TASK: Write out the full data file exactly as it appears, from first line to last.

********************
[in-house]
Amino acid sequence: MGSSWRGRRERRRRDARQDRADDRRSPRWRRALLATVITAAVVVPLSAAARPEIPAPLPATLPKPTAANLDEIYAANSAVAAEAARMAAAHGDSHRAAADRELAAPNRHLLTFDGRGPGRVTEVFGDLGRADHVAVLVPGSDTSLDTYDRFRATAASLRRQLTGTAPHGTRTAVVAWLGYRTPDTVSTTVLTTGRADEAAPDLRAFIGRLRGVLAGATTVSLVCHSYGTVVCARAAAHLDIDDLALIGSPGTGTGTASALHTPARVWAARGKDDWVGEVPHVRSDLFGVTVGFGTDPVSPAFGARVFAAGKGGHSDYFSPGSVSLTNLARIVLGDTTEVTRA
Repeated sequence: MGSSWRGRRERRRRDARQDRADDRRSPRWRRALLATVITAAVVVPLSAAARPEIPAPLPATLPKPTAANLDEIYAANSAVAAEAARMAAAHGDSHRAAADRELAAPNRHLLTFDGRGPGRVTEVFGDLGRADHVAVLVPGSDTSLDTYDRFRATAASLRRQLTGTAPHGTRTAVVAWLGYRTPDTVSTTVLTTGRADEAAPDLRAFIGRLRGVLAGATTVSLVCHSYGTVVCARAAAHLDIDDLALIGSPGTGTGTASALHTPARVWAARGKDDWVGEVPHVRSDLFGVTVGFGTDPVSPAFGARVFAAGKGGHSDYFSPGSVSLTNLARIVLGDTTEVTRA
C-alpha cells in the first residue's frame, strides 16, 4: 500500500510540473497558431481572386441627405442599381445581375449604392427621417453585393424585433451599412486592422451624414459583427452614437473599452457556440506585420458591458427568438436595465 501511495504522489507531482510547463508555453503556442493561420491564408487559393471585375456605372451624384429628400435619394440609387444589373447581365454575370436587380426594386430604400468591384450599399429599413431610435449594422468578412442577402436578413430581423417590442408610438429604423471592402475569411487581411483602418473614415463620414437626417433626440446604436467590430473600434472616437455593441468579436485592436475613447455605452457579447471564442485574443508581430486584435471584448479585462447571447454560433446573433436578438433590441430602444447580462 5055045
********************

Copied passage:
[in-house]
Amino acid sequence: MGSSWRGRRERRRRDARQDRADDRRSPRWRRALLATVITAAVVVPLSAAARPEIPAPLPATLPKPTAANLDEIYAANSAVAAEAARMAAAHGDSHRAAADRELAAPNRHLLTFDGRGPGRVTEVFGDLGRADHVAVLVPGSDTSLDTYDRFRATAASLRRQLTGTAPHGTRTAVVAWLGYRTPDTVSTTVLTTGRADEAAPDLRAFIGRLRGVLAGATTVSLVCHSYGTVVCARAAAHLDIDDLALIGSPGTGTGTASALHTPARVWAARGKDDWVGEVPHVRSDLFGVTVGFGTDPVSPAFGARVFAAGKGGHSDYFSPGSVSLTNLARIVLGDTTEVTRA
Repeated sequence: MGSSWRGRRERRRRDARQDRADDRRSPRWRRALLATVITAAVVVPLSAAARPEIPAPLPATLPKPTAANLDEIYAANSAVAAEAARMAAAHGDSHRAAADRELAAPNRHLLTFDGRGPGRVTEVFGDLGRADHVAVLVPGSDTSLDTYDRFRATAASLRRQLTGTAPHGTRTAVVAWLGYRTPDTVSTTVLTTGRADEAAPDLRAFIGRLRGVLAGATTVSLVCHSYGTVVCARAAAHLDIDDLALIGSPGTGTGTASALHTPARVWAARGKDDWVGEVPHVRSDLFGVTVGFGTDPVSPAFGARVFAAGKGGHSDYFSPGSVSLTNLARIVLGDTTEVTRA
C-alpha cells in the first residue's frame, strides 16, 4: 500500500510540473497558431481572386441627405442599381445581375449604392427621417453585393424585433451599412486592422451624414459583427452614437473599452457556440506585420458591458427568438436595465 501511495504522489507531482510547463508555453503556442493561420491564408487559393471585375456605372451624384429628400435619394440609387444589373447581365454575370436587380426594386430604400468591384450599399429599413431610435449594422468578412442577402436578413430581423417590442408610438429604423471592402475569411487581411483602418473614415463620414437626417433626440446604436467590430473600434472616437455593441468579436485592436475613447455605452457579447471564442485574443508581430486584435471584448479585462447571447454560433446573433436578438433590441430602444447580462 5055045